This week, the International Olympic Committee announced it will add surfing, among four other sports, to the lineup of games in the 2020 Olympics in Tokyo, Japan.
The announcement was made in Rio de Janeiro this week, where the 2016 games will officially kick-off today.
Many Southern California surfers - young and old - said they were stoked by the announcement.
"I think it's great and it's gonna be rad and sick," said 12-year-old Max Lambert, walking home with his surfboard after an afternoon riding waves in Huntington Beach. "I can't wait."
The road to convincing the IOC to include surfing has been long. It began back in 1920, when Duke Kahanamoku, widely considered the "father of surfing" won a gold medal in swimming. The win brought attention to the sport of surfing, but it wasn't until the early 90s when surfers began to lobby the International Olympic Committee.
Bill Sharp, owner of the Huntington Beach Surf School and a coach for pro surfers told KPCC he was a part of the International Surfing Association group that submitted a bid to get surfing in the 2000 Olympics in Sydney. At the time, surfing was still largely ignored by the IOC and was denied entry to the games because it didn't meet the committee's standards for entry.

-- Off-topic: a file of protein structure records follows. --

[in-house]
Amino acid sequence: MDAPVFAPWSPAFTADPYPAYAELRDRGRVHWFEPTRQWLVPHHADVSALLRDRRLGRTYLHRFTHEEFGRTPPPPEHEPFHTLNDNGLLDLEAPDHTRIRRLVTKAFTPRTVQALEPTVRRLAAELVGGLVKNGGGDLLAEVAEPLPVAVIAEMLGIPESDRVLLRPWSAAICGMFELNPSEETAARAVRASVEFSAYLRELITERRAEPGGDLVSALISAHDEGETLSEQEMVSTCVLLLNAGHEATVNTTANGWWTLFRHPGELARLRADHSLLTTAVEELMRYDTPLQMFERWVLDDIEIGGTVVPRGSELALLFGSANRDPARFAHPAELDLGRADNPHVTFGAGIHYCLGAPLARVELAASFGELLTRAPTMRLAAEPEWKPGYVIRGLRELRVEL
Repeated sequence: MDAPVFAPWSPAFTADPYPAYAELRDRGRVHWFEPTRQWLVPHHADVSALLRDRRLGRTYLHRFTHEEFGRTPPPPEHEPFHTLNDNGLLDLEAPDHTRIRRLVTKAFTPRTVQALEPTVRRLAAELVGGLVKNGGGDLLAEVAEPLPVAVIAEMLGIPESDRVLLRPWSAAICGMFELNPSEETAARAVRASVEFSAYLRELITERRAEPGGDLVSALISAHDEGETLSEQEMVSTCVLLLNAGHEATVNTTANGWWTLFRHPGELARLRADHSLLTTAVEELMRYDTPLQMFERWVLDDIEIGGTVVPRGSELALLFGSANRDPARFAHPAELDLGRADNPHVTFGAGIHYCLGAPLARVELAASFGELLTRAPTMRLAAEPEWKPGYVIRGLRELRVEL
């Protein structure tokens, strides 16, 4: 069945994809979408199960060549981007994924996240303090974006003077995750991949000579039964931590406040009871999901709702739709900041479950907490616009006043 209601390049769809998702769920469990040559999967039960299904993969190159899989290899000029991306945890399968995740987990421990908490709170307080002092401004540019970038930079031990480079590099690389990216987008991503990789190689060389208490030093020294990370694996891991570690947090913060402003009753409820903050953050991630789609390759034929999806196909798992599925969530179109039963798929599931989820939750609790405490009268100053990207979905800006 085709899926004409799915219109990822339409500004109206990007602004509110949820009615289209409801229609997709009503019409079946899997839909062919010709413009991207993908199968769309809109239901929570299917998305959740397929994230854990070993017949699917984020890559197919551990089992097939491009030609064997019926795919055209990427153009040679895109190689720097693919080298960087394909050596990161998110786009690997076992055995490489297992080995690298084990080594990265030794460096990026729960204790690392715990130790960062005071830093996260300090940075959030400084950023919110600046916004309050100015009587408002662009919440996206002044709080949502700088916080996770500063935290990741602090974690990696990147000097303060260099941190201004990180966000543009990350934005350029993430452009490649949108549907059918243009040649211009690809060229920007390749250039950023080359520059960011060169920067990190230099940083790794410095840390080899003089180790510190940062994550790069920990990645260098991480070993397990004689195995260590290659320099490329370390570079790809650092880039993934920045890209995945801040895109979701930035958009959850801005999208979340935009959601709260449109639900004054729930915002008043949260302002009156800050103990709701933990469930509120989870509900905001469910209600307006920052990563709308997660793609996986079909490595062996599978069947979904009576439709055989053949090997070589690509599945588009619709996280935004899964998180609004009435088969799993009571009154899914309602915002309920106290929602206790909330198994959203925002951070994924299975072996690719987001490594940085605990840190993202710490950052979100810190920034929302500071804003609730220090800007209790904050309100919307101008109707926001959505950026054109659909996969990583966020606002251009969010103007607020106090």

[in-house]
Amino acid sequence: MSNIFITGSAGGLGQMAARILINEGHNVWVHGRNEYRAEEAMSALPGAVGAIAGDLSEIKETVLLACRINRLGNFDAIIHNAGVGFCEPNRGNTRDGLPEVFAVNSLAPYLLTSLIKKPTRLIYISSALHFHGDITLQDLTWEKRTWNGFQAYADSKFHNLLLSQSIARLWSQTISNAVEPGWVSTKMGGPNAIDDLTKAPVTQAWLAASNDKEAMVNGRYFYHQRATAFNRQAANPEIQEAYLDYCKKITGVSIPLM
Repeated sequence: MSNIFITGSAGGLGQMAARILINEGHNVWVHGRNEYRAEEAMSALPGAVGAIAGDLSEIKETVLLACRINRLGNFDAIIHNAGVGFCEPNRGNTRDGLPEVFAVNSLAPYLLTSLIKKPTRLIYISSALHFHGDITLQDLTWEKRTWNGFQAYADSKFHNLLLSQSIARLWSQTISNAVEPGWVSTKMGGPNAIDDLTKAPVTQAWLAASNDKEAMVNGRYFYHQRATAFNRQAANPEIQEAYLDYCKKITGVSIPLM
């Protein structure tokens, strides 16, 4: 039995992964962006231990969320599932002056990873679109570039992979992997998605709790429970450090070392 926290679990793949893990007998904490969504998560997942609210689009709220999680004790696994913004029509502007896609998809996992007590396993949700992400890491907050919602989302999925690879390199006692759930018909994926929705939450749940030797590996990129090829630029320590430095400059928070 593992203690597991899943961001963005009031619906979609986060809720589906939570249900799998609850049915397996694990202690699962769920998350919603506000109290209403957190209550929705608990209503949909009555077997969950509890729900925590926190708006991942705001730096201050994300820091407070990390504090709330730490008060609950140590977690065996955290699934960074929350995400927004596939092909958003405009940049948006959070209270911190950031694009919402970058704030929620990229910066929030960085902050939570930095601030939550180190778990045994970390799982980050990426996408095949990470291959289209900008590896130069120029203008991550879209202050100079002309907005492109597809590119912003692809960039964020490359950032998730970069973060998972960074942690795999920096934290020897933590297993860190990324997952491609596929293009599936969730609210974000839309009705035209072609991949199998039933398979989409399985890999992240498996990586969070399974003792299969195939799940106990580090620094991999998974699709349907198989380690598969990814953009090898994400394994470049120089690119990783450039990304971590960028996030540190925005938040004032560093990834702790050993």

"I'm pissed off that it took this long," he said. "It's the greatest sport in the world."
IOC President Thomas Bach said in a statement that he and the entire Olympic committee could no longer ignore the need to include games that appealed to younger athletes. Among surfing, the IOC announced it would include baseball/softball, karate, skateboarding and sports climbing for the first time, calling it the most comprehensive evolution of the Olympic program's history.
"With the many options that young people have, we cannot expect any more that they will come automatically to us," he said. "We have to go to them."
At the 2020 games, 40 surfers from around the world will get their chance to compete for a gold medal.